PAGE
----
Frederick M. Brown/getty images
IS ANTONELLA GOING DOWN? Well, as far as the internet is concerned, she already has. Last week, pictures of American Idol contestant Antonella Barba boozing it up, going topless, rubbing herself against her girlfriends and sitting on the potty hit the internet, to notable silence from Idol producers. There was nothing there that we haven’t seen on Girls Gone Wild, and after her lacklustre performance Wednesday night, one assumes that the Idol powers-that-be assumed she wouldn’t be a problem much longer.
Antonella survived Thursday’s vote, however, and by Friday a whole bunch of new, far more explicit photos surfaced apparently shot from the perspective of some young lad – the word gentleman seems inappropriate here – as Antonella pleasured him orally. There’s a precedent for booting Idol contestants on what were once quaintly called “moral grounds” – Frenchie Davis was kicked off of season two of Idol for posing topless for a porn website, but I suppose this new scandal raises the question of professional impropriety versus private indiscretion.
Idol producer Nigel Lythgoe – an actual gentleman, it must be said – told Entertainment Weekly’s website that he hadn’t seen the photos, and that they were the first to draw his attention to them. (I could tell you where they are, but I like to think that I’m still able to aspire to being a gentleman, and you have Google, so do the work yourself.) His overwhelming reaction, Lythgoe admitted, was sadness.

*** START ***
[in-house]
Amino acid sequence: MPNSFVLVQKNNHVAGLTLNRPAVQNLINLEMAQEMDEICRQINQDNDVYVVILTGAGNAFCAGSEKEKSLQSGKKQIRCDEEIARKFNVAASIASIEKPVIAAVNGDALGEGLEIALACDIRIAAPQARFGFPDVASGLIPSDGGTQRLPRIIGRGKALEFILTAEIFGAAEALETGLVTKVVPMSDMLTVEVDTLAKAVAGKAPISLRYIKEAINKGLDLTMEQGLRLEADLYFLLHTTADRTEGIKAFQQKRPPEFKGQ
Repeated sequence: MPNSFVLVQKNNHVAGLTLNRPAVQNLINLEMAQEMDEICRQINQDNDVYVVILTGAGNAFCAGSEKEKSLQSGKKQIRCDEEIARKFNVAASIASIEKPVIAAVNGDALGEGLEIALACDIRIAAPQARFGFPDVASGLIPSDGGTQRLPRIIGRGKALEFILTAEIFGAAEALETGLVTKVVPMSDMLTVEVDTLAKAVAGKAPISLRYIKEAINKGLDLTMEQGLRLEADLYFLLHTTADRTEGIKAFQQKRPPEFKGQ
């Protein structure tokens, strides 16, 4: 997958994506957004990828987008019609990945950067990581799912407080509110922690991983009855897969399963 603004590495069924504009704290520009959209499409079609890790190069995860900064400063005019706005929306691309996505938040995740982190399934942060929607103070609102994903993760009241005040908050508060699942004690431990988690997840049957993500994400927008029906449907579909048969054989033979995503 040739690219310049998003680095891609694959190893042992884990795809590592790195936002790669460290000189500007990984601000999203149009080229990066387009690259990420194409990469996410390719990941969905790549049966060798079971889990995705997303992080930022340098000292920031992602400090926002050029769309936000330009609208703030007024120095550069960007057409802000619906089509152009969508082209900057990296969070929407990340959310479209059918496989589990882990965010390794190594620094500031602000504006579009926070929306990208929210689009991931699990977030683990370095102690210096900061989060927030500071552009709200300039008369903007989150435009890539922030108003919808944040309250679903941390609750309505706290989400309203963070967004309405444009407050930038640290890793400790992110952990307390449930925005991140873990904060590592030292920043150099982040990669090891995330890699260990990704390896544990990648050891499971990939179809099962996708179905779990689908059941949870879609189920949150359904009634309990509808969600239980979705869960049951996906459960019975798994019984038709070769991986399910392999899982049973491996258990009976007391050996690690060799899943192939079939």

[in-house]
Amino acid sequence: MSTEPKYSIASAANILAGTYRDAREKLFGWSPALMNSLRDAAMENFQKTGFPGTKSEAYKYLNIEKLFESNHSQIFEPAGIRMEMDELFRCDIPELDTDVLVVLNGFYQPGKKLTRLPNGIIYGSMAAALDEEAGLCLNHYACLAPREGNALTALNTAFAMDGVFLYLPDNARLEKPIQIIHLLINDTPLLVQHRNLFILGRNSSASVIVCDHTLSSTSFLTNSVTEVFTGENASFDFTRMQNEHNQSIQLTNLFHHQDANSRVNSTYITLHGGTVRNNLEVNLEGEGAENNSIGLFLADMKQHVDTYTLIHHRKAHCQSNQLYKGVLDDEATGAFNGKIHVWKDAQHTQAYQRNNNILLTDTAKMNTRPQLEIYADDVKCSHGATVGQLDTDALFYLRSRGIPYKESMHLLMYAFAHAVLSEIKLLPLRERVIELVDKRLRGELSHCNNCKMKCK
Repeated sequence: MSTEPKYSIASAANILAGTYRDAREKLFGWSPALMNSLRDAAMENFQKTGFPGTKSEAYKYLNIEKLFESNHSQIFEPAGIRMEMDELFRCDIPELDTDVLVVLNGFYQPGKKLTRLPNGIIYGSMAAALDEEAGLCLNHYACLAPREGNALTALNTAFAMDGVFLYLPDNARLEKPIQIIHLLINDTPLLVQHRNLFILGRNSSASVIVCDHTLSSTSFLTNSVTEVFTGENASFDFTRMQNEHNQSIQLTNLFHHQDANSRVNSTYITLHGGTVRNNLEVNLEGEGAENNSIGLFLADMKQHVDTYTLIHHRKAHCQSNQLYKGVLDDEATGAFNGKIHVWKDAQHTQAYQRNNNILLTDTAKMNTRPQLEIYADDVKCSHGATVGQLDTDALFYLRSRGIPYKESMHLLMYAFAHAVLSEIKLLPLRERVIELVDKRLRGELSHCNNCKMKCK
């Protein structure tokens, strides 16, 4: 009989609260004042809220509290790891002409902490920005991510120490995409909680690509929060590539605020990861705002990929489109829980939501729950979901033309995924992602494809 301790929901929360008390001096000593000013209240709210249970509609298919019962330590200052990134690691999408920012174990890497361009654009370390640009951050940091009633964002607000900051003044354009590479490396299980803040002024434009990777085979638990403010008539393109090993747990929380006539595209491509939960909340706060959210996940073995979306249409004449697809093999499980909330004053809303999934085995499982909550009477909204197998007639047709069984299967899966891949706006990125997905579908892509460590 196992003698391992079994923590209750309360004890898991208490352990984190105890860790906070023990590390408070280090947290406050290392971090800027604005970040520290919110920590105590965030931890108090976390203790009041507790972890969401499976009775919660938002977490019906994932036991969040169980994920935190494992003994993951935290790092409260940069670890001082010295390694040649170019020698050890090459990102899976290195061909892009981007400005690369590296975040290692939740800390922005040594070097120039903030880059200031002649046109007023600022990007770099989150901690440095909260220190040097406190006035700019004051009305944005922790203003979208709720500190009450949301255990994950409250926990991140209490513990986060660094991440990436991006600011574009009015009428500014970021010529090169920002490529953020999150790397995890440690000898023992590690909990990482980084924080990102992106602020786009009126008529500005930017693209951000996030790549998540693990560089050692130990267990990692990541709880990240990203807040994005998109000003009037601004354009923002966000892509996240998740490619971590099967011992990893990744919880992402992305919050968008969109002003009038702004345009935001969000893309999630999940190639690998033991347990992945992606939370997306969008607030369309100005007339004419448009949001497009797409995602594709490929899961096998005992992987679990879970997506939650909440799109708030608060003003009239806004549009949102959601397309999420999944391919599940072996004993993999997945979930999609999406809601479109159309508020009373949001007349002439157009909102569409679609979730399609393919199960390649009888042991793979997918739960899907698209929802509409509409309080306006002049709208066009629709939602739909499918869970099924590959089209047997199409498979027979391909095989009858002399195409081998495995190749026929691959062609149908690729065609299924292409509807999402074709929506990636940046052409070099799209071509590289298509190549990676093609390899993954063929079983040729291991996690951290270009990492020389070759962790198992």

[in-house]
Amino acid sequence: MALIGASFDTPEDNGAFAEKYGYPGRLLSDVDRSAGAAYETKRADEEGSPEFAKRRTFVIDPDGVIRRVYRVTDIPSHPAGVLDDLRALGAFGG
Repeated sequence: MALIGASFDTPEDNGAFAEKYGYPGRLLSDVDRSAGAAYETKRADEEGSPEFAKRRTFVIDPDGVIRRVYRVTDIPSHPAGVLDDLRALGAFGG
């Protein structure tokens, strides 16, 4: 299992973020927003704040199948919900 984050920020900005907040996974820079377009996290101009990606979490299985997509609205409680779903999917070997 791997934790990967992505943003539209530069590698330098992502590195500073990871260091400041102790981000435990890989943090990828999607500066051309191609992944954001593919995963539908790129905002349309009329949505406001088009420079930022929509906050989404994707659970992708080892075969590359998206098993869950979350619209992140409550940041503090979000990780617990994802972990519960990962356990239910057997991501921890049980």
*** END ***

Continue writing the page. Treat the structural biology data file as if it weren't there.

“We have really good background checks on everybody, and we deal with that every season,'' he told EW.com. ''It's sad, isn't it, that your best friends are the ones that come forward with information that will go to Smoking Gun or put your photographs on the web?''
Whatever happens to Antonella Barba – and these shots might turn out to be of someone who just looks remarkably like her – the lesson learned is that whatever you’ve done, in the presence of even the best of friends, will be unearthed if you pass a certain quantifiable threshold of fame, even the temporary kind - especially if it’s salacious. If there’s nothing, someone will probably make something up, and if there’s anything at all, someone else will do their fiendish best to make up something worse.
Eventually, the fame threshold will lower and the proliferation of blogs and other informal web forums will meet, and you’ll wake up after getting a promotion at work to find that some photos of you, passed out, with obscenities written on your face in green hi-liter after a college party, will have made the rounds on inter-office e-mail. When that day comes – and only on that day – we’ll suddenly enter an era of moral rigidity that will make the Victorians look like presenters at the Adult Video Awards.